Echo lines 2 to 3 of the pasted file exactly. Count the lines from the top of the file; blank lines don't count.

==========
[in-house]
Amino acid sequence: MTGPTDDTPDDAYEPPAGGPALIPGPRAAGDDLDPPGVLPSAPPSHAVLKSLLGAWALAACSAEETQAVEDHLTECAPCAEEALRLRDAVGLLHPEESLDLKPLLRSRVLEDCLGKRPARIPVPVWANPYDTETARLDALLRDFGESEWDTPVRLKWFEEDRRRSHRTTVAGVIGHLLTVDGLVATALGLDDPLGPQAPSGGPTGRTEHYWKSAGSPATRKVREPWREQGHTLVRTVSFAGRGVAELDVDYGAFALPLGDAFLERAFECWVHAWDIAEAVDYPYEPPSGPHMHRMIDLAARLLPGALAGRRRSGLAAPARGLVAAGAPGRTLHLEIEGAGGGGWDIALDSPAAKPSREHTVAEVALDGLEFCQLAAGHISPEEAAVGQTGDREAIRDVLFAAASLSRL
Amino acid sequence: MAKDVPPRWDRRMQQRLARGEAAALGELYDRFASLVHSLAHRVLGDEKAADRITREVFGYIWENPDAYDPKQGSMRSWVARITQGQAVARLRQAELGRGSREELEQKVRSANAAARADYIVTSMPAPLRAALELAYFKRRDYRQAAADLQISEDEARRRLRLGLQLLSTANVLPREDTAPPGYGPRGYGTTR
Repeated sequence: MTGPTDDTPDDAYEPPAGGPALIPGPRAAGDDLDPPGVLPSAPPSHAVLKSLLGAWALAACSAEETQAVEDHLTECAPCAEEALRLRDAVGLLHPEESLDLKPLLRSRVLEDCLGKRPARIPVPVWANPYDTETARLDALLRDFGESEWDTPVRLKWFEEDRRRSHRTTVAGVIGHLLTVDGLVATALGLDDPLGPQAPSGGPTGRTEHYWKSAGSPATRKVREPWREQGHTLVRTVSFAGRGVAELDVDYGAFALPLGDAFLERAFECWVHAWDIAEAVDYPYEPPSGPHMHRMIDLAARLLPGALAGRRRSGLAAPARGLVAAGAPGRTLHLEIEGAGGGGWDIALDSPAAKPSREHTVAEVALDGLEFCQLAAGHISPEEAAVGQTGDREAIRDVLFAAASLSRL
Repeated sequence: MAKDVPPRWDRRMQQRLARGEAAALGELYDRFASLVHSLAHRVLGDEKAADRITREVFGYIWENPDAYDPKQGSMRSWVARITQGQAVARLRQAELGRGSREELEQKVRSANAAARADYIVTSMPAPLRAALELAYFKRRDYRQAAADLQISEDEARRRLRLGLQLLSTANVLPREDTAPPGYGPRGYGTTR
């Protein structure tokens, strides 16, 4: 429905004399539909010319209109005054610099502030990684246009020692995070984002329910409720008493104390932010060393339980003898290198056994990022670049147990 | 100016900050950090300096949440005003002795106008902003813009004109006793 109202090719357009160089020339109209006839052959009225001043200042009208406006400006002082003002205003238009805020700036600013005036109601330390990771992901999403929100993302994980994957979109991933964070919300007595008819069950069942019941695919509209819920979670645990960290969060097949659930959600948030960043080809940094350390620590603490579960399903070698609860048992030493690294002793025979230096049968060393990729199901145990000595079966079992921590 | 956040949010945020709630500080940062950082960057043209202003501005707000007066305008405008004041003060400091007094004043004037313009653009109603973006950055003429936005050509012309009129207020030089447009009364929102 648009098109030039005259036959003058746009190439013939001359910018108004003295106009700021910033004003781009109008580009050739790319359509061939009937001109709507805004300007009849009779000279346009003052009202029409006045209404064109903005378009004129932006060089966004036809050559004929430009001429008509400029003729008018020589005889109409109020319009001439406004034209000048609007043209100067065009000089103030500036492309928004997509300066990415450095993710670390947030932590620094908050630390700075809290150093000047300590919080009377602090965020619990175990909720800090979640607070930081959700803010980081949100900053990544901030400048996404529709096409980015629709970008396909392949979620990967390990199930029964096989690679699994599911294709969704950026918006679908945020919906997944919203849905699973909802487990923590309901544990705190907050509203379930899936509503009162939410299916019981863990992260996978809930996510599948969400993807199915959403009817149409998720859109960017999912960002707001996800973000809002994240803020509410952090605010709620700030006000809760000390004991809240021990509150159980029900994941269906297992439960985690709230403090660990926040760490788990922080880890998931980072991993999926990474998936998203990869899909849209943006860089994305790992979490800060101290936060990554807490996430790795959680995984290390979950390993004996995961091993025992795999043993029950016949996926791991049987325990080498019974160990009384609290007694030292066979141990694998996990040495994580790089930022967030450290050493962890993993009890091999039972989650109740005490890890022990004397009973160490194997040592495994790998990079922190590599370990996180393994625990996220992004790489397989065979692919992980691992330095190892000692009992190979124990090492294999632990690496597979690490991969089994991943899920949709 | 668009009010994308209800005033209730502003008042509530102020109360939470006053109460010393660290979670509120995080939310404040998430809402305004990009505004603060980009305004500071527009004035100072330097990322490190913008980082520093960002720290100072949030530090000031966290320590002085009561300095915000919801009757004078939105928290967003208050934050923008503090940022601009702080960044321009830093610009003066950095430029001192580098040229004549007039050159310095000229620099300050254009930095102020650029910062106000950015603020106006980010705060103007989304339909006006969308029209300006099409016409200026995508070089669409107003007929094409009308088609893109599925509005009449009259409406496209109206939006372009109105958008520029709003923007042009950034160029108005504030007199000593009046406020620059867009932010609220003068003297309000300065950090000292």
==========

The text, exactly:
Amino acid sequence: MTGPTDDTPDDAYEPPAGGPALIPGPRAAGDDLDPPGVLPSAPPSHAVLKSLLGAWALAACSAEETQAVEDHLTECAPCAEEALRLRDAVGLLHPEESLDLKPLLRSRVLEDCLGKRPARIPVPVWANPYDTETARLDALLRDFGESEWDTPVRLKWFEEDRRRSHRTTVAGVIGHLLTVDGLVATALGLDDPLGPQAPSGGPTGRTEHYWKSAGSPATRKVREPWREQGHTLVRTVSFAGRGVAELDVDYGAFALPLGDAFLERAFECWVHAWDIAEAVDYPYEPPSGPHMHRMIDLAARLLPGALAGRRRSGLAAPARGLVAAGAPGRTLHLEIEGAGGGGWDIALDSPAAKPSREHTVAEVALDGLEFCQLAAGHISPEEAAVGQTGDREAIRDVLFAAASLSRL
Amino acid sequence: MAKDVPPRWDRRMQQRLARGEAAALGELYDRFASLVHSLAHRVLGDEKAADRITREVFGYIWENPDAYDPKQGSMRSWVARITQGQAVARLRQAELGRGSREELEQKVRSANAAARADYIVTSMPAPLRAALELAYFKRRDYRQAAADLQISEDEARRRLRLGLQLLSTANVLPREDTAPPGYGPRGYGTTR